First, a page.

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String Objects

 
RAGU KANNAN
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Hello Folks,

My Anser is B, But given answer is C. and i could't understand the statement." Line 13 creates two, one referred to by x and the lost String �xyz� ", where is the last string "xyz".Pls explain to me.

Question:-

3. Given the following,
13. String x = new String("xyz");
14. y = "abc";
15. x = x + y;
how many String objects have been created?
A. 2
B. 3
C. 4
D. 5
 
wise owen
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13. String x = new String("xyz"); //one "xyz" is created in string pool, new String("xyz") will create another string
14. y = "abc"; //one "abc" is created in string pool
15. x = x + y; //one "xyzabc" is created
 
RAGU KANNAN
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Hello,

Yes, You are correct in K&B also explained the same.

Here is the question from whizlab, How many String Objects?.
whizlab given answer is 4. but my answer is 5. pls correct me if am i wrong.

Thanks, Raghu.K

1. String s1 = "abc";
2. String s2 = new String("xyz");
3. s2 = s1;
4. s1.toUpperCase();
5. String s3 = "abc";
6. String s4 = s3.replace('a','A');
 
RAGU KANNAN
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Pls somebody exaplain to me.

Thanks, Raghu.K
 
Barry Gaunt
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Better, different question, different topic.

I would also count that five are "created":

 
Barry Gaunt
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If, on line 5, you had String s3 = "xyz"; then there would be no new String object created on line 6 (see API for String.replace(char, char)).
 
ankur rathi
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Originally posted by Barry Gaunt:
Better, different question, different topic.

I would also count that five are "created":



String s2 = new String("xyz");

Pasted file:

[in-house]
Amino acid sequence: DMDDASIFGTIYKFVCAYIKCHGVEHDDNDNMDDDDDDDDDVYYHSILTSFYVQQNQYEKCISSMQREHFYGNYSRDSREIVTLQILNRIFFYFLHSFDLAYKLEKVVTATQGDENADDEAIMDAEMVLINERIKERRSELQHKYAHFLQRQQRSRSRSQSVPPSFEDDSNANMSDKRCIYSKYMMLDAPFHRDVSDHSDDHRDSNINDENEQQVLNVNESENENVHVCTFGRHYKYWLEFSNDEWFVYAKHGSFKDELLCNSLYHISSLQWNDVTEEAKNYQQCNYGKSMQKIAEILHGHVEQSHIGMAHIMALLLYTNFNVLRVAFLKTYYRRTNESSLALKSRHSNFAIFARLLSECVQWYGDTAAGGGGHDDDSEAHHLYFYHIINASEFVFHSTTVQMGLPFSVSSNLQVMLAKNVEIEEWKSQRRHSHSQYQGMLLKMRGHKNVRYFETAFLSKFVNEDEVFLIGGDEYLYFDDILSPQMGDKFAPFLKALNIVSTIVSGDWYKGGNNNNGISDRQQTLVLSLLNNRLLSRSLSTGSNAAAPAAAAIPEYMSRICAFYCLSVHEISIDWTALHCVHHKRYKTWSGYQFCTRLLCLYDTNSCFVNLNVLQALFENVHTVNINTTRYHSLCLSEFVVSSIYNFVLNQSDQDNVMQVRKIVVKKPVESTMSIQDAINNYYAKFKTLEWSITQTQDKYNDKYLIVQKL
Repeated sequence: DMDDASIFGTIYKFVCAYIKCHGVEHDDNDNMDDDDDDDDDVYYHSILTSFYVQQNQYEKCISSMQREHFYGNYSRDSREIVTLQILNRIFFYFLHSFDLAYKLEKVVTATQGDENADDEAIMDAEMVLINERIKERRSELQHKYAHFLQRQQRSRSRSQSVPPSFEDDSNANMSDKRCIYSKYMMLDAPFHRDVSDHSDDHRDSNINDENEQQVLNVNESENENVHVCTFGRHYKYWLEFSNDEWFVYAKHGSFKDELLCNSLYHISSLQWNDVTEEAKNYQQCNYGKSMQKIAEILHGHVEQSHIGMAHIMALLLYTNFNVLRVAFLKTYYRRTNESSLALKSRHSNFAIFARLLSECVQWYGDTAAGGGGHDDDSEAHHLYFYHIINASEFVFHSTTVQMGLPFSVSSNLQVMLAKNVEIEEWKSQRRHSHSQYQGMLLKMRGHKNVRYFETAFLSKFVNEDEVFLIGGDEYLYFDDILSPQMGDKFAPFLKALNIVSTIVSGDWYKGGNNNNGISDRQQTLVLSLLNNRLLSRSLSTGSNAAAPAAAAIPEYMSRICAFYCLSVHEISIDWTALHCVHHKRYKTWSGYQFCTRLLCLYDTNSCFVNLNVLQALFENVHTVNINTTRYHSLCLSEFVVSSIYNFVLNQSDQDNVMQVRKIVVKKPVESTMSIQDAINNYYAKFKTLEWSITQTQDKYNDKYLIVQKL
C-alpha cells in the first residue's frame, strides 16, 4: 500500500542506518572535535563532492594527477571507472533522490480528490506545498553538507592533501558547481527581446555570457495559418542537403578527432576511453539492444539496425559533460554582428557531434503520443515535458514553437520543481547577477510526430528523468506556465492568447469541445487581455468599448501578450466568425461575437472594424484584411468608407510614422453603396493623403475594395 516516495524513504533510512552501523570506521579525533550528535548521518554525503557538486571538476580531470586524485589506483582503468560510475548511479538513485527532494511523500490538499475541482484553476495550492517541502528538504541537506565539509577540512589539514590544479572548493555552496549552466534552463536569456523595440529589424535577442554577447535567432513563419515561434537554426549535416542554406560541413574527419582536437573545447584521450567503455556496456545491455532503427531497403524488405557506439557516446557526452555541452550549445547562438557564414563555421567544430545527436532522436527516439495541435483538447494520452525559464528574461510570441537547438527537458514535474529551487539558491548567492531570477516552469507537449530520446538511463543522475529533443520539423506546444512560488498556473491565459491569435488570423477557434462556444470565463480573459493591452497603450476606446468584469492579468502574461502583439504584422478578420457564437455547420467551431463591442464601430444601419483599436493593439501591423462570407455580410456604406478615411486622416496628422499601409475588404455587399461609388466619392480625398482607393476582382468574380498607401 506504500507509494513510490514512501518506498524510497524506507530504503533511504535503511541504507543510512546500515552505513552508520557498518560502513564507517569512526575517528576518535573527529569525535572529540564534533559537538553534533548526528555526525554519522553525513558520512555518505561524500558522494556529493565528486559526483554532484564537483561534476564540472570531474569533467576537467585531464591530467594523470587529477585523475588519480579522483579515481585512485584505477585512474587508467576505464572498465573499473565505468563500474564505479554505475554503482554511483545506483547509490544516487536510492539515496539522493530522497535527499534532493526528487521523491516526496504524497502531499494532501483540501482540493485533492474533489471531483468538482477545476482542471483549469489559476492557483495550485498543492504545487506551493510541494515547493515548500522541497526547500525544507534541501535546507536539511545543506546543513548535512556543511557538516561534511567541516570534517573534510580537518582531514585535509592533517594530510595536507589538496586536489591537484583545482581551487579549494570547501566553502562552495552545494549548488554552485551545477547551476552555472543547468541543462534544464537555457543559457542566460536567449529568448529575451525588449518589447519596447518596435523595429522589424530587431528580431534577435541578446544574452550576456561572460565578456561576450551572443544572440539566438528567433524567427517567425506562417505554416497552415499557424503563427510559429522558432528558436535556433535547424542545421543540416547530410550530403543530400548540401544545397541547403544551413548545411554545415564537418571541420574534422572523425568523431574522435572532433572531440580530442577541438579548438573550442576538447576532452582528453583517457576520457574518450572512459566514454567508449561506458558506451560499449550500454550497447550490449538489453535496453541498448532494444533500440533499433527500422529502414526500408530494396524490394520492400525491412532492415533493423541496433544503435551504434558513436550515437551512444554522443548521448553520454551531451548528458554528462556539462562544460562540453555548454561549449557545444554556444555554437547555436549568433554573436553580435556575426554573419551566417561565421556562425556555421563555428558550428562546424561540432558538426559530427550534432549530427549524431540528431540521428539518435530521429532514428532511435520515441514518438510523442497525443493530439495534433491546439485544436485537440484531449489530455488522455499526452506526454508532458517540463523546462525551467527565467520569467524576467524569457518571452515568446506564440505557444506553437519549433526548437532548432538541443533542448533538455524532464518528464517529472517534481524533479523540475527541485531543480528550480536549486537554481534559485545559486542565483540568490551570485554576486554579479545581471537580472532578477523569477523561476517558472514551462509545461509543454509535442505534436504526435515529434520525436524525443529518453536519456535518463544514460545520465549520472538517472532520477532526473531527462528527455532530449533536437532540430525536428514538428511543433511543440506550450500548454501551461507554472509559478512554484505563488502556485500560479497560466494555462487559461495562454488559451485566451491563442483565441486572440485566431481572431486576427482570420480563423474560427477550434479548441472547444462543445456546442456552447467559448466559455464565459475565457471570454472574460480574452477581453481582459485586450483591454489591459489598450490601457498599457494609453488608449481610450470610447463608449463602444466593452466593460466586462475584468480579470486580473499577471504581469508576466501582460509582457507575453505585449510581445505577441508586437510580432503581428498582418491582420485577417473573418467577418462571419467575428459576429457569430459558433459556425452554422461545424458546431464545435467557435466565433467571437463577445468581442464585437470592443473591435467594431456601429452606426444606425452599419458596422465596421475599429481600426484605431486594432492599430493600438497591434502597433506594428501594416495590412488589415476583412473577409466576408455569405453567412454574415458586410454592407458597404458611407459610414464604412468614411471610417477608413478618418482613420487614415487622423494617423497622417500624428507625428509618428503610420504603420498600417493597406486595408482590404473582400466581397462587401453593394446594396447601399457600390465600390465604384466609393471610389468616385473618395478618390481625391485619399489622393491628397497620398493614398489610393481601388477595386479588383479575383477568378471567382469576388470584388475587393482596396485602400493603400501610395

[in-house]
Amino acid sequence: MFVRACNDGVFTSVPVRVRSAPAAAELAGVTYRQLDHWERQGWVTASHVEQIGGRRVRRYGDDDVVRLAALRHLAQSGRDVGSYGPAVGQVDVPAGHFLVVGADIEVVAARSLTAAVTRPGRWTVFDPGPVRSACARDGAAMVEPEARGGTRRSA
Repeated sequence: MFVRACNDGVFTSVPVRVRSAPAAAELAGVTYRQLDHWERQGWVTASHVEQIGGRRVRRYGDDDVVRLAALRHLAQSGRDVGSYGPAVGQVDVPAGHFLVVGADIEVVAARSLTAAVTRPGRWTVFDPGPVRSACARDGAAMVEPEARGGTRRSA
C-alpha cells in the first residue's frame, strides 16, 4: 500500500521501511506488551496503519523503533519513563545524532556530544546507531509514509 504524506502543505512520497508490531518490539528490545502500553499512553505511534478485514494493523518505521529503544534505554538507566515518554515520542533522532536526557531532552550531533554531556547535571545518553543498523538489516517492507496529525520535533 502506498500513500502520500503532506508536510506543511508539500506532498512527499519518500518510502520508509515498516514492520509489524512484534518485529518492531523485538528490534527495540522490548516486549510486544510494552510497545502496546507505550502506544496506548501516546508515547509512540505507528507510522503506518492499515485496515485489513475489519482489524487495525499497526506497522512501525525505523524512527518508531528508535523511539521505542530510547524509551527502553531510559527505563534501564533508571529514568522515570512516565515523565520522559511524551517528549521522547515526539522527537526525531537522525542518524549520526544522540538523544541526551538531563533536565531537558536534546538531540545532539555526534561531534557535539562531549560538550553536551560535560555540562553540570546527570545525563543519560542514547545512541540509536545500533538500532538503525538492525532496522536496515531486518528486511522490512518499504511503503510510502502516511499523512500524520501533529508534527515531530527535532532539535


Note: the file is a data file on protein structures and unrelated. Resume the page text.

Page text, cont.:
I agree, total 2 objects will be created. But I doubt that both are string object...

:roll:
 
Barry Gaunt
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But I doubt that both are string object...


... because ...
 
ankur rathi
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Originally posted by Barry Gaunt:


... because ...


I mean, string objects are created on string literal pool. So if both are string object then which one will be on garbage collection heap and refer to other one which is on string literal pool...

Does it make sense?
 
Barry Gaunt
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rathi, take another look at Corey's String Article, especially the second pictorial diagram.

There is a difference though, there is no "one" variable in the local variable table.
[ August 20, 2006: Message edited by: Barry Gaunt ]
 
arunz netizen
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But how can a variable refer to two distinct (String) objects at the same time.
 
Mandeep kaur
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1.String s1 = "abc"; // first string
2String s2 = new String("xyz"); // second and third string
3. s2 = s1;
4. s1.toUpperCase(); // fourth string
5. String s3 = "abc";
6. String s4 = s3.replace('a','A'); // fifth string
in line 1 ,one object is created in heap and its reference is stored in string literal pool.this operation occurs at time when class is loaded in memory,as string literals are handled like constants at loading time.At runtime this reference is copied into local reference

in line 2 a new string object is created in heap and s2 refer to it,this operation occurs at runtime ,only 1 string object is created

in line 4 a new string object is created

in line 5 a local reference is created to object created in line 1,by copying into it reference from string literal pool,no new object is created,as string literals are interned ie.only 1 object is made for all string literals having same contents

in line 6 ,a new object is created
---------so total 4 objects are created
 
nivas ratthaaq
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I agree with Mandeep.
I felt whole point lies at the line 2.Normally it creates two objects on the heap.By assigning s2 to s1 changing the picture at line 3.After line 3 s2 should be considered as a normal string (I mean its not created using 'new' any more ).
So at run time we have only one "xyz" object on the heap.
 
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